Apart from the running, it was a promising beginning for the new gem of the Yankees' rotation, Masahiro Tanaka.

Saturday, on the first day of workouts for Yankees' pitchers and catchers, Tanaka threw 32 pitches to catcher Francisco Cervelli in a bullpen session and participated in variety of typical Spring Training pitching activities.

The work was ordinary for Spring Training, but extraordinary for the amount of attention paid to one player. About 150 media members were on hand for Tanaka's inaugural workout, the majority of them Japanese.

But what left an impression on Tanaka was the conditioning run that finished practice for the pitchers. Four laps around a practice field, roughly a mile, and at the end of it Tanaka's face was contorted into a painful grimace. When he was asked later what one thing he would most remember from his first workout with the Yankees, he smiled and said through an interpreter:

"Probably what I'll remember was the four laps that we did at the end. That was pretty hard."

Tanaka played long toss with Hiroki Kuroda, threw his bullpen session, participated in pitchers' fielding practice, and then did the conditioning run. But that last activity seemed to stay with him.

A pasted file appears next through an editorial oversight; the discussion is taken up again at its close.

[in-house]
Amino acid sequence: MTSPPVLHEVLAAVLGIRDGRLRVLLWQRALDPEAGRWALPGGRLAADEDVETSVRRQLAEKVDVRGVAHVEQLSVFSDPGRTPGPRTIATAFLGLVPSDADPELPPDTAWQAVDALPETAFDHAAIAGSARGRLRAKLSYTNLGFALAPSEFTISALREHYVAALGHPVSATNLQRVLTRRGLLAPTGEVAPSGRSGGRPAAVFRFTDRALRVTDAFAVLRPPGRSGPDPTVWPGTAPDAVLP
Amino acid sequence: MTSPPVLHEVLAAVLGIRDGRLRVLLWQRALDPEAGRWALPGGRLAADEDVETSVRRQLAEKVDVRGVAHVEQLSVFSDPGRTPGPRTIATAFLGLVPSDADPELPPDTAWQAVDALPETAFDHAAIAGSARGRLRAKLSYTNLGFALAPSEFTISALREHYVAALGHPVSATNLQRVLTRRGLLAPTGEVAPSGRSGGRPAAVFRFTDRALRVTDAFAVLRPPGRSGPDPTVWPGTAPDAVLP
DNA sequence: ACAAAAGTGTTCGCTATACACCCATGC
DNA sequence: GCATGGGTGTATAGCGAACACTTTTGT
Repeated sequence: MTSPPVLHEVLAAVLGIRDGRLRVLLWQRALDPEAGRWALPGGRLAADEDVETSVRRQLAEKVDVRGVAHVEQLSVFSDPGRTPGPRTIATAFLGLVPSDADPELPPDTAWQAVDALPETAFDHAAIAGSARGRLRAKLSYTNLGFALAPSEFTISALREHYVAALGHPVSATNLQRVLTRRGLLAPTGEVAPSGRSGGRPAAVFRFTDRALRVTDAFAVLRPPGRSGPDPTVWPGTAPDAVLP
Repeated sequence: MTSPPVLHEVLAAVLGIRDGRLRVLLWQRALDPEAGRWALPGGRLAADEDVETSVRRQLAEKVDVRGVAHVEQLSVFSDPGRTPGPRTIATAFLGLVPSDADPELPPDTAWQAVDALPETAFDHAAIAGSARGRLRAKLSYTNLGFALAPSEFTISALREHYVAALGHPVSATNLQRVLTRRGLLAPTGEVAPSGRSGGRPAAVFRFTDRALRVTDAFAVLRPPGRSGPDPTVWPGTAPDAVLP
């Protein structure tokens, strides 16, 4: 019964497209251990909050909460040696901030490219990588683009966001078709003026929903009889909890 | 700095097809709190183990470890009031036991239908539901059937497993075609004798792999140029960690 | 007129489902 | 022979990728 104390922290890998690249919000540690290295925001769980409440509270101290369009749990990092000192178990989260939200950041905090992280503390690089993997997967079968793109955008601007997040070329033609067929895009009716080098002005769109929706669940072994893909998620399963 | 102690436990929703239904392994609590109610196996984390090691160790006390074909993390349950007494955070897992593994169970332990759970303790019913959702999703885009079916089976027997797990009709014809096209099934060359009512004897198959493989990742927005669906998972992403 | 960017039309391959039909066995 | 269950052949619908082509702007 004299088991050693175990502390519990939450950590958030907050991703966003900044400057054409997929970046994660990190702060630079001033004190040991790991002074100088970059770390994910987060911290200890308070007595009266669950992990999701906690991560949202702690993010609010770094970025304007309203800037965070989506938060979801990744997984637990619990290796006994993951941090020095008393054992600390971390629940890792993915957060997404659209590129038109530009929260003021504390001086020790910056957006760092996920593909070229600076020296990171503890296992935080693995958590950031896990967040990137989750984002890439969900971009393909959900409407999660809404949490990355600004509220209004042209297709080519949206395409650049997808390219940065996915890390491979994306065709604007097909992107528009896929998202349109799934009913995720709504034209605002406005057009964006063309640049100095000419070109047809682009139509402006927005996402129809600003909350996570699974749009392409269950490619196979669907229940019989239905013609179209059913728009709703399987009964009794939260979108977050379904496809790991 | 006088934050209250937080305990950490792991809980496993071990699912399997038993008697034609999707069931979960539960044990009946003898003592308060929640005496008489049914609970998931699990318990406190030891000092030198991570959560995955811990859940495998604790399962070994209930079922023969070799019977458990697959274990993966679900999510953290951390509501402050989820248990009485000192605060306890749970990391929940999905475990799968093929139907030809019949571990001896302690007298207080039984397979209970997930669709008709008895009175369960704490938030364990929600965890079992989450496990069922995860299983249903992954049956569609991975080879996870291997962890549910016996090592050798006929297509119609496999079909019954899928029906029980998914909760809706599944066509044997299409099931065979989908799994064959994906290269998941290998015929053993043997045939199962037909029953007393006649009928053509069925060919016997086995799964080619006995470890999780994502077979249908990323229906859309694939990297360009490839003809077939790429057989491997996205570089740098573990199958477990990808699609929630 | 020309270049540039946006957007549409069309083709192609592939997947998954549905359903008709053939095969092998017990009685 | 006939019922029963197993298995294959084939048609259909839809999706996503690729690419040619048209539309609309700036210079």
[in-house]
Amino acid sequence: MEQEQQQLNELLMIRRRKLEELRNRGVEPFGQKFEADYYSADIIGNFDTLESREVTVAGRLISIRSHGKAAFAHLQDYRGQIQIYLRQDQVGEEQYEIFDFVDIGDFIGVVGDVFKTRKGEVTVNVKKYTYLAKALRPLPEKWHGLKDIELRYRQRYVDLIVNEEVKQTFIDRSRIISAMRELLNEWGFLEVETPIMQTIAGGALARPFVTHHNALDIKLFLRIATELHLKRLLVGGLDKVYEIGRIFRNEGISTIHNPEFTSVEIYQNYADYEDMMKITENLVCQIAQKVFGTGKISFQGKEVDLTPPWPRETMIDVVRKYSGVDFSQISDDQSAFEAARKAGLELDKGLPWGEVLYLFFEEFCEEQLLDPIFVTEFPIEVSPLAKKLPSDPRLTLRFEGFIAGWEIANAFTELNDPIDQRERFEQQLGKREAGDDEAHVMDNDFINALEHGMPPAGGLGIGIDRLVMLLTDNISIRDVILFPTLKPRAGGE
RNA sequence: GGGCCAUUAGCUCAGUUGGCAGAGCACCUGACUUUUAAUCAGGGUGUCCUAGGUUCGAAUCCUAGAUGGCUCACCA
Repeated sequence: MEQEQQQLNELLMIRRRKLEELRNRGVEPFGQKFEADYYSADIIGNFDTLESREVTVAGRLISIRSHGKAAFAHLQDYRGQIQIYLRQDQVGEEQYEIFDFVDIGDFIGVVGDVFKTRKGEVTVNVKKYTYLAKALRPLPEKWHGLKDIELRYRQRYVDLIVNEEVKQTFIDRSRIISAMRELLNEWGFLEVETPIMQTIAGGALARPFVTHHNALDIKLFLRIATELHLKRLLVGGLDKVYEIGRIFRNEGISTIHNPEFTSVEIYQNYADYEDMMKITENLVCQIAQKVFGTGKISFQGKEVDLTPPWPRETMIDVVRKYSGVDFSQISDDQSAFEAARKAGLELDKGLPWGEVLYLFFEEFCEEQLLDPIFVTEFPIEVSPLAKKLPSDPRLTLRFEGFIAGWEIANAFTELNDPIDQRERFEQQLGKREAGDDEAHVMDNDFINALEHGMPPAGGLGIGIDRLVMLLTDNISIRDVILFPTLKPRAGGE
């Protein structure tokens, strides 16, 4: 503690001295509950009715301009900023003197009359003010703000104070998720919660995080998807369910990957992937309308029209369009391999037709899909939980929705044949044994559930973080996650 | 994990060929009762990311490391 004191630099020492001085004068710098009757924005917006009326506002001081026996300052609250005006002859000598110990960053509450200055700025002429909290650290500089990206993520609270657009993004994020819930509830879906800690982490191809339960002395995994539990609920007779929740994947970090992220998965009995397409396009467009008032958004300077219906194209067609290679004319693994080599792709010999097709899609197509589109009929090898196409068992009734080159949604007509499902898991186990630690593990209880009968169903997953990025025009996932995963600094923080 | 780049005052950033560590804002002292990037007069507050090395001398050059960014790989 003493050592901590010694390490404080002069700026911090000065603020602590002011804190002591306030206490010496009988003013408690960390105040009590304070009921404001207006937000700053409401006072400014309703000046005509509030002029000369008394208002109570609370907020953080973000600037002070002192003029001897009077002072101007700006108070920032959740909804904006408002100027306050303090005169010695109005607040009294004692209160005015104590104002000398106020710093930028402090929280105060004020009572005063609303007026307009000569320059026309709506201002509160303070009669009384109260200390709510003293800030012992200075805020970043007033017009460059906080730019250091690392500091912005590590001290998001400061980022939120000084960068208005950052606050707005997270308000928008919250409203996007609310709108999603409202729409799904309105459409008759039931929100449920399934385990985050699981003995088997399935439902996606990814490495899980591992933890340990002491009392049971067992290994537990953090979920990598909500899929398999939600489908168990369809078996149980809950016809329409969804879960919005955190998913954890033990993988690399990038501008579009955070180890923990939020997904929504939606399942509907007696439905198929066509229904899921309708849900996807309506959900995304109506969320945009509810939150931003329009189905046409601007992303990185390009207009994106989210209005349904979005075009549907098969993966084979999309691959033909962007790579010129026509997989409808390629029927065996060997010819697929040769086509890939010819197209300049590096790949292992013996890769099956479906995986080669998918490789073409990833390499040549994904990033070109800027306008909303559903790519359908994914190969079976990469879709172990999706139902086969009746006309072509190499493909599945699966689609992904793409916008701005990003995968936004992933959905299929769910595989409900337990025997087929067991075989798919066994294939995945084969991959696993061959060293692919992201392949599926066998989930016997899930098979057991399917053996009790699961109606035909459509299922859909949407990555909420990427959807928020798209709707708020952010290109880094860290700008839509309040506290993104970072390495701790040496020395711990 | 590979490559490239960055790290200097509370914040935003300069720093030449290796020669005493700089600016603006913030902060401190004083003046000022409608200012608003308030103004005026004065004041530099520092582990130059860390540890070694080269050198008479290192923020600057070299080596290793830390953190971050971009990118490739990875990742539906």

"Just the running part, that was really hard for me today," Tanaka said. "I actually didn't know that I was going to run this much. And I'm a little bit of a slow runner, so that part I really can't help."

The first workout of Spring Training is usually a routine exercise. But at George M. Steinbrenner Field on Saturday, it was also an international event.

The activity was the normal, common, everyday stuff of early Spring Training. But with Tanaka on the mound, it became the biggest baseball thing in town. Or in the state. Or in North America. Or anywhere on the planet, for that matter.

Scores of media personnel were on hand to chronicle Tanaka's every move, from his emergence onto a practice field in the morning to his every word during a post-practice press conference in the afternoon. A large contingent of fans ringed the fences to observe Tanaka's work.